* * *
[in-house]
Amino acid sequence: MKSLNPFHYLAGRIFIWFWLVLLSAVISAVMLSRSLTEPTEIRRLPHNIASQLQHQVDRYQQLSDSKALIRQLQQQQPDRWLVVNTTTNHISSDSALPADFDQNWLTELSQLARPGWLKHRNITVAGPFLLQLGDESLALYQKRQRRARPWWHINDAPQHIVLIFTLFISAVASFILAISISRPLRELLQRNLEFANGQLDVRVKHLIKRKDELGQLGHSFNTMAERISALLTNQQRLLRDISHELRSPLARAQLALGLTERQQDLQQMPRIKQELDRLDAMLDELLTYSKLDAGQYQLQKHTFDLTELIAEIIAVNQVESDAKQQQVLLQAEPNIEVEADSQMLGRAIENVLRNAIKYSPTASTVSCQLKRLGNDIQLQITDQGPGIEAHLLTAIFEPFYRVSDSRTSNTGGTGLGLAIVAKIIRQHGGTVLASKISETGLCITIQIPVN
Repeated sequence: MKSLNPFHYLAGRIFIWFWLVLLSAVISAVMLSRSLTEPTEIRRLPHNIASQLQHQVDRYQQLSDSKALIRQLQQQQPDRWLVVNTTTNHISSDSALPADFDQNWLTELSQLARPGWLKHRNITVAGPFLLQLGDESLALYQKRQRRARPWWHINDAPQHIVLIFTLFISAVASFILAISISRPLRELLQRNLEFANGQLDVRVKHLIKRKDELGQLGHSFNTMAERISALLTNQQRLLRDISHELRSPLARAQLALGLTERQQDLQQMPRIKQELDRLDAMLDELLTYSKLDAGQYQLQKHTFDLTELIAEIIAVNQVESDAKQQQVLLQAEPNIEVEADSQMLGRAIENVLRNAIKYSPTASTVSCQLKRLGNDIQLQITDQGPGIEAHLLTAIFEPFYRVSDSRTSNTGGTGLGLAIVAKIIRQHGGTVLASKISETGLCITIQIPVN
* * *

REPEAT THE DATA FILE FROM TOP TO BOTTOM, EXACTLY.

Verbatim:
[in-house]
Amino acid sequence: MKSLNPFHYLAGRIFIWFWLVLLSAVISAVMLSRSLTEPTEIRRLPHNIASQLQHQVDRYQQLSDSKALIRQLQQQQPDRWLVVNTTTNHISSDSALPADFDQNWLTELSQLARPGWLKHRNITVAGPFLLQLGDESLALYQKRQRRARPWWHINDAPQHIVLIFTLFISAVASFILAISISRPLRELLQRNLEFANGQLDVRVKHLIKRKDELGQLGHSFNTMAERISALLTNQQRLLRDISHELRSPLARAQLALGLTERQQDLQQMPRIKQELDRLDAMLDELLTYSKLDAGQYQLQKHTFDLTELIAEIIAVNQVESDAKQQQVLLQAEPNIEVEADSQMLGRAIENVLRNAIKYSPTASTVSCQLKRLGNDIQLQITDQGPGIEAHLLTAIFEPFYRVSDSRTSNTGGTGLGLAIVAKIIRQHGGTVLASKISETGLCITIQIPVN
Repeated sequence: MKSLNPFHYLAGRIFIWFWLVLLSAVISAVMLSRSLTEPTEIRRLPHNIASQLQHQVDRYQQLSDSKALIRQLQQQQPDRWLVVNTTTNHISSDSALPADFDQNWLTELSQLARPGWLKHRNITVAGPFLLQLGDESLALYQKRQRRARPWWHINDAPQHIVLIFTLFISAVASFILAISISRPLRELLQRNLEFANGQLDVRVKHLIKRKDELGQLGHSFNTMAERISALLTNQQRLLRDISHELRSPLARAQLALGLTERQQDLQQMPRIKQELDRLDAMLDELLTYSKLDAGQYQLQKHTFDLTELIAEIIAVNQVESDAKQQQVLLQAEPNIEVEADSQMLGRAIENVLRNAIKYSPTASTVSCQLKRLGNDIQLQITDQGPGIEAHLLTAIFEPFYRVSDSRTSNTGGTGLGLAIVAKIIRQHGGTVLASKISETGLCITIQIPVN